General Abdel-Fattah Burhan, head of Sudan's ruling Sovereign Council, visited Al Fashaqa in the east of Sudan on Monday after Ethiopia killed seven Sudanese soldiers and a civilian in the border area.
The incident was the latest sign of deteriorating ties between the east African nations.
A Sudanese military statement late Sunday described the killings as a “cowardly act” and said Khartoum would retaliate.
The killings violated “all laws and customs of war and international humanitarian law,” the statement said. It said Ethiopia displayed the bodies out in the open. It did not provide further details including how a civilian farmer was involved.
Sudanese media outlet Monte Carro posted a graphic photo online purportedly showing the bodies of seven dead in military uniforms lying motionless as a group of people looked on. It said the bodies were of the dead soldiers.
Sudan's Foreign Ministry said in a statement Monday the eight had been taken into Ethiopia after the soldiers were held captive in an area inside Sudan on June 22.
The ministry said it was recalling the Sudanese ambassador from the Ethiopian capital of Addis Ababa and summoned the Ethiopian envoy in Khartoum to protest the killings. It also said it would complain to the United Nations.
Ethiopia’s Foreign Ministry confirmed the killings in what it described as “a tragic incident." It said in a statement that a Sudanese military unit crossed into Ethiopia with the support of rebels from the Tigray region and suggested that's when they were killed.
“The Government of Ethiopia, therefore, hopes that the Sudanese Government would restrain itself from any escalation of the incident and would take measures that could de-escalate the situation," the statement said without elaborating.
Ties between the two neighbors have deteriorated in recent years amid a long-running border dispute over large swaths of agricultural land in the al-Fashaqa area. Sudan insists the lands are within its borders, according to an agreement that demarcated the boundary between their territories in the early 1900s.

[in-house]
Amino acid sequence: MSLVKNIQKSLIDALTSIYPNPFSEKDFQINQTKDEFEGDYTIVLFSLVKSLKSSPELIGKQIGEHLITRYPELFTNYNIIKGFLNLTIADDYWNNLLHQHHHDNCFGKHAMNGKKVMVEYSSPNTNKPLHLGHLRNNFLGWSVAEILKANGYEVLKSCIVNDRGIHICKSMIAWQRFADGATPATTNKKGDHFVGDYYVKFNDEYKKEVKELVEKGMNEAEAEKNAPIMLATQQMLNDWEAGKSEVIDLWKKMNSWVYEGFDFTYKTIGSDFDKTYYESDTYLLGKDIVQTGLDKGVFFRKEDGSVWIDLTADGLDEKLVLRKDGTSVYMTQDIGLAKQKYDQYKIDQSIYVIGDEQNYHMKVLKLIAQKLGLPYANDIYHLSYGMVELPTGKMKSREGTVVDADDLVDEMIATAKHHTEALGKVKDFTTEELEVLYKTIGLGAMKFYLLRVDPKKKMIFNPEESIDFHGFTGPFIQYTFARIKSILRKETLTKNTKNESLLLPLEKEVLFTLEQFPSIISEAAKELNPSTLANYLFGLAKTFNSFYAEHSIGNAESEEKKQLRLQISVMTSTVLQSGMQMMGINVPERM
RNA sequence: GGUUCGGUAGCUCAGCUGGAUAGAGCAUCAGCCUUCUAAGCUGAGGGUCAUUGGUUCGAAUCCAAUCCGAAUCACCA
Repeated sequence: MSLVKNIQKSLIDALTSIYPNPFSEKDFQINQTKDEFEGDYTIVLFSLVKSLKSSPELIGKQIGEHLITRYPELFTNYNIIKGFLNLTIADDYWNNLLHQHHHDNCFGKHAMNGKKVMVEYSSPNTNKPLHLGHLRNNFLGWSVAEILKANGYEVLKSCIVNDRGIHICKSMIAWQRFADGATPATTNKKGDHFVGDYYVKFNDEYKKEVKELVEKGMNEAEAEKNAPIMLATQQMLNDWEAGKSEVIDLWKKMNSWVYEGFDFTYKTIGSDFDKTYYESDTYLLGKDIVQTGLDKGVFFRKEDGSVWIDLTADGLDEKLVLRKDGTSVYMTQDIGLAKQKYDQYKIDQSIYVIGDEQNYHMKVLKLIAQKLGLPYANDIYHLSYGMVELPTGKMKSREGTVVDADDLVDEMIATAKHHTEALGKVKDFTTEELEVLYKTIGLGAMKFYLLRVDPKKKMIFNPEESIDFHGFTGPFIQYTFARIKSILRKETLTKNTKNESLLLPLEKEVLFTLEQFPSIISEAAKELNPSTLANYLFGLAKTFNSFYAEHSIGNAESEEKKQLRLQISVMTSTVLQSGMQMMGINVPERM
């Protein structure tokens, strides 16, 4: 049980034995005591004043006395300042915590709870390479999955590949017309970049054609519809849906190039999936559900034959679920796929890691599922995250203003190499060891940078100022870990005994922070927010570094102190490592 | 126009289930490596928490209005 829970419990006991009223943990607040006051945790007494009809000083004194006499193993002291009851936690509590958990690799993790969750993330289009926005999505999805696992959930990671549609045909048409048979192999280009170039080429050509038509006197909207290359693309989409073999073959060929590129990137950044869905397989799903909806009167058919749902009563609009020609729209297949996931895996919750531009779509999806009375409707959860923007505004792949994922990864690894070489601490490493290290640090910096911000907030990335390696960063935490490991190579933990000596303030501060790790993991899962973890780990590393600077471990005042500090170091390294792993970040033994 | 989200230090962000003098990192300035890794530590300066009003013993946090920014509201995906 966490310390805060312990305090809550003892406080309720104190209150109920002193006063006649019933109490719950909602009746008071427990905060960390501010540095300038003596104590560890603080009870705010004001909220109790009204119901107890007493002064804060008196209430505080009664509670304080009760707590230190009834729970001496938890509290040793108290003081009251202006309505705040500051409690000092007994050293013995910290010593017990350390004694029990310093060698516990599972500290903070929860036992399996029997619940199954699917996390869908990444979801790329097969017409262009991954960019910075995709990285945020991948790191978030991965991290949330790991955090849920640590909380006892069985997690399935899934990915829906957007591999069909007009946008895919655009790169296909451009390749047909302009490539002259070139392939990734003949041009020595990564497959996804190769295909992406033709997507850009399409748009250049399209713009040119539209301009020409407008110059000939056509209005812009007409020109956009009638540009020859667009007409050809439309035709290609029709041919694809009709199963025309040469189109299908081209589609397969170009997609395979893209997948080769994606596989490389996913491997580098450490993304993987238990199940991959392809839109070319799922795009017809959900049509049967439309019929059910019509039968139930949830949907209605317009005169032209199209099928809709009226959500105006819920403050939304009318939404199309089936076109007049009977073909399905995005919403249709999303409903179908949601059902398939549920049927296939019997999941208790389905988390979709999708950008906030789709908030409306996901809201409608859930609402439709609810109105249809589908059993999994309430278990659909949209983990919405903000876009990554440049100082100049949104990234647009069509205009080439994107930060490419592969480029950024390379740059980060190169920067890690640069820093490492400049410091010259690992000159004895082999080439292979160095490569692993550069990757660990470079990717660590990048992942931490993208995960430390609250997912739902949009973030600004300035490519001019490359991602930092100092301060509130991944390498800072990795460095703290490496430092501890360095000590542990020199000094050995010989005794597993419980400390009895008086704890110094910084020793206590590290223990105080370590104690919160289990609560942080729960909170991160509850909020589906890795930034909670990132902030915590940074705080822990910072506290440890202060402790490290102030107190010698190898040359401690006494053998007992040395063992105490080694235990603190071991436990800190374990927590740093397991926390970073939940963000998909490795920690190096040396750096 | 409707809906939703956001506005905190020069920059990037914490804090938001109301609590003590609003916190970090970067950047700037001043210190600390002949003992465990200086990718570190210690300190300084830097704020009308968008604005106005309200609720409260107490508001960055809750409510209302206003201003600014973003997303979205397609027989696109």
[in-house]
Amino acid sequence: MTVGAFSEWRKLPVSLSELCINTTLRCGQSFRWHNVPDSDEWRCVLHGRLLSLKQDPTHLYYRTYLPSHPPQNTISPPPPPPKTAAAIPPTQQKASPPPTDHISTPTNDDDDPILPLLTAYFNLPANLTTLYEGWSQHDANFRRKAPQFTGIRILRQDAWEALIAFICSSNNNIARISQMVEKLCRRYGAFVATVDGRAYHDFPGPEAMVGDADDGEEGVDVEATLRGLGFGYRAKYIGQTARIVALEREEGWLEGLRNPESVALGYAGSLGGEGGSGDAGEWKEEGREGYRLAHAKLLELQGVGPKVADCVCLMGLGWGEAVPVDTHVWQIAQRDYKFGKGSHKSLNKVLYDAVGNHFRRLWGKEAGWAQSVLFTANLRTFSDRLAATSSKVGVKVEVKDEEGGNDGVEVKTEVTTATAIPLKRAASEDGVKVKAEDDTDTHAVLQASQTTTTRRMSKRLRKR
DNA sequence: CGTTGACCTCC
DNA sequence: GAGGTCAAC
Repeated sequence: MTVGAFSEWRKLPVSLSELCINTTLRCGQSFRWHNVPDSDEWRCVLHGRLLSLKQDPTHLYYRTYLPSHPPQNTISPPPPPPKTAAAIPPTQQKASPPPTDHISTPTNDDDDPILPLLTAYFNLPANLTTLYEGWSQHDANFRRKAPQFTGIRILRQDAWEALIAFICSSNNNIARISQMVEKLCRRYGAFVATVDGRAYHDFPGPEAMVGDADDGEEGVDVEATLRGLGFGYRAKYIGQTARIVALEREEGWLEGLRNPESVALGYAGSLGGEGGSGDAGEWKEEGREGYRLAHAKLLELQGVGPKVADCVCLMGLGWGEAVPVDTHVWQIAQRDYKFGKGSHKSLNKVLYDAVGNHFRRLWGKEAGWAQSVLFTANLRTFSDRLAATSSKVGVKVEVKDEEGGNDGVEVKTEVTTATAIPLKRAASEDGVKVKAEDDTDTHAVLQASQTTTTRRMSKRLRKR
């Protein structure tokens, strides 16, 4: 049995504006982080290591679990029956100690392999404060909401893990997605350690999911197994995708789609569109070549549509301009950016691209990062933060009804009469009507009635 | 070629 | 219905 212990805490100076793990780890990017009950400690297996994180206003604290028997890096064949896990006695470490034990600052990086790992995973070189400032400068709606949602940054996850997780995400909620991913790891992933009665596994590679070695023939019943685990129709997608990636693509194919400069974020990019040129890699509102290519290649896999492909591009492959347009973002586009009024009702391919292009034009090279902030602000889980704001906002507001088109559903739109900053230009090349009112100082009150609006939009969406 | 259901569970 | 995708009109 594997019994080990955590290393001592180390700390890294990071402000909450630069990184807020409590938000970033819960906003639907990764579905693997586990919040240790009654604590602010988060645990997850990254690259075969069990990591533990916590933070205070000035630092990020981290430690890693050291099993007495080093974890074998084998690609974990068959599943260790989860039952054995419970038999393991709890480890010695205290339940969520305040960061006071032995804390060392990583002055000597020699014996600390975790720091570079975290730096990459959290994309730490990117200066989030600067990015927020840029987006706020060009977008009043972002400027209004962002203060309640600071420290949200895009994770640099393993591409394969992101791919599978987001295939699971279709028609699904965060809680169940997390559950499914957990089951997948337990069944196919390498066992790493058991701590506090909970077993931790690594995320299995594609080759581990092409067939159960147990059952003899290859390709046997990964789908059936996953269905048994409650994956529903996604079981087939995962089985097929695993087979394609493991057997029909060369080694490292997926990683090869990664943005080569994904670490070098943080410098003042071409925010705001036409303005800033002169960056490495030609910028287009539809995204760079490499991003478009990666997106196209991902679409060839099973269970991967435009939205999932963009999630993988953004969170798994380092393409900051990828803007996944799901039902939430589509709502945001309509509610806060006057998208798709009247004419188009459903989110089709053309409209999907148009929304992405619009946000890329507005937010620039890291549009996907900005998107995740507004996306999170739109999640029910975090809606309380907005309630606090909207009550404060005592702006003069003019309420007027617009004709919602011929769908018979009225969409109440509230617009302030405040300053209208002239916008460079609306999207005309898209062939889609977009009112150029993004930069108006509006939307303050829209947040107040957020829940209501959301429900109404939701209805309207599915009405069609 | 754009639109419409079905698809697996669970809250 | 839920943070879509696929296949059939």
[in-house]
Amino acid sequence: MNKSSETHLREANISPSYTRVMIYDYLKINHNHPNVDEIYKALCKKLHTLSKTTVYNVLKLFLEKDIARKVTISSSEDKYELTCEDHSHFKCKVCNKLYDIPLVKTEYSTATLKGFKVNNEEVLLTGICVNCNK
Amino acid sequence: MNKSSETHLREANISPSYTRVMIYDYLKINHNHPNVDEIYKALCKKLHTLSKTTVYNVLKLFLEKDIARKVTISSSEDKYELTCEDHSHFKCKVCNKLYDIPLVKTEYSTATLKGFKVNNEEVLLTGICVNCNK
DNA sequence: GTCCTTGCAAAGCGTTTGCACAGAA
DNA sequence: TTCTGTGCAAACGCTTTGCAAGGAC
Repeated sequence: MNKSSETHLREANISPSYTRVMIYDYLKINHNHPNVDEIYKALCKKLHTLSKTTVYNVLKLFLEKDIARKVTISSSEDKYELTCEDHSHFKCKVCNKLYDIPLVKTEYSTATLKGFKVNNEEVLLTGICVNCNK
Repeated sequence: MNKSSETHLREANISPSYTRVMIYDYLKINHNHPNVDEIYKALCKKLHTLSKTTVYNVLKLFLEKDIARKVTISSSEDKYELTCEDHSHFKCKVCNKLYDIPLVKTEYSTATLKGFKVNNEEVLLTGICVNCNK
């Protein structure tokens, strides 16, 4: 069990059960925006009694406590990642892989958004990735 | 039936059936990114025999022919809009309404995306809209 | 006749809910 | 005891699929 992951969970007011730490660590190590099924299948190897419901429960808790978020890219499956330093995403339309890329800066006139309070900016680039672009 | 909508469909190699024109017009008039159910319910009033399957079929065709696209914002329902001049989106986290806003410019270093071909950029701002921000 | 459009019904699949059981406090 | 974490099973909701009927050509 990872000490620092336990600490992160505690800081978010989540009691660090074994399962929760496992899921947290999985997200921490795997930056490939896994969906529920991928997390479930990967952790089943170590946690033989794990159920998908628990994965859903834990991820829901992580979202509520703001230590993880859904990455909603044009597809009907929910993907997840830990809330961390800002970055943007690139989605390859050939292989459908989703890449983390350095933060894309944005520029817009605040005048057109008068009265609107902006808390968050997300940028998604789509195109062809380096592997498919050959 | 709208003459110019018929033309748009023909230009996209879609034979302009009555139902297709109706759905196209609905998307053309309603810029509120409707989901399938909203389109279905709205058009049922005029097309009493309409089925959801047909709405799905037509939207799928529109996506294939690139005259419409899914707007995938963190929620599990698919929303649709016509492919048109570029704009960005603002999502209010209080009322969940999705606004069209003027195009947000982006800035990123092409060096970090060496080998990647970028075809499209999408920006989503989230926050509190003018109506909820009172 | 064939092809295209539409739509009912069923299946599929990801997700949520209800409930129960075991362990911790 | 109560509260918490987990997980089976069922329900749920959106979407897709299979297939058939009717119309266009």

Sporadic clashes have erupted over the past two years there, after Sudan said it reclaimed most of its territory and called on Ethiopia to withdraw troops from at least two points it says are inside Sudan.
In November, Sudan said six of its troops were killed in an attack by Ethiopian military and militia forces in the area. The two nations have held talks, most recently in Khartoum in December 2020, to settle the dispute over al-Fashaqa, but have not made progress.
Ethiopia, in turn, says Sudan took advantage of the deadly conflict in Ethiopia’s northern Tigray region to enter Ethiopian territory. It has called for Sudanese troops to return to positions they held before the Tigray fighting erupted in November 2020, pitting Ethiopia’s federal forces against regional fighters.
A controversial dam Ethiopia is building on the Blue Nile, the main tributary of the Nile River, is another point of dispute between Ethiopia and Sudan as well as between Ethiopia and Egypt. Both Sudan and Egypt are downstream.
The years long dispute now centers on how quickly Ethiopia should fill and replenish the reservoir and how much water it should release downstream in case of a multi-year drought.
Egypt, which relies on the Nile for more than 90% of its water, fears a devastating impact if the dam is operated without taking its needs into account. Ethiopia says the $5 billion dam on the Blue Nile is essential, arguing that the vast majority of its people lack electricity.
Sudan wants Ethiopia to coordinate and share data on the dam’s operation to avoid flooding and protect its own power-generating dams on the Blue Nile.
Egypt and Sudan say they want a legally binding agreement to regulate the filling and operation of the dam, but the three nations have failed to reach a compromise in their years long negotiations.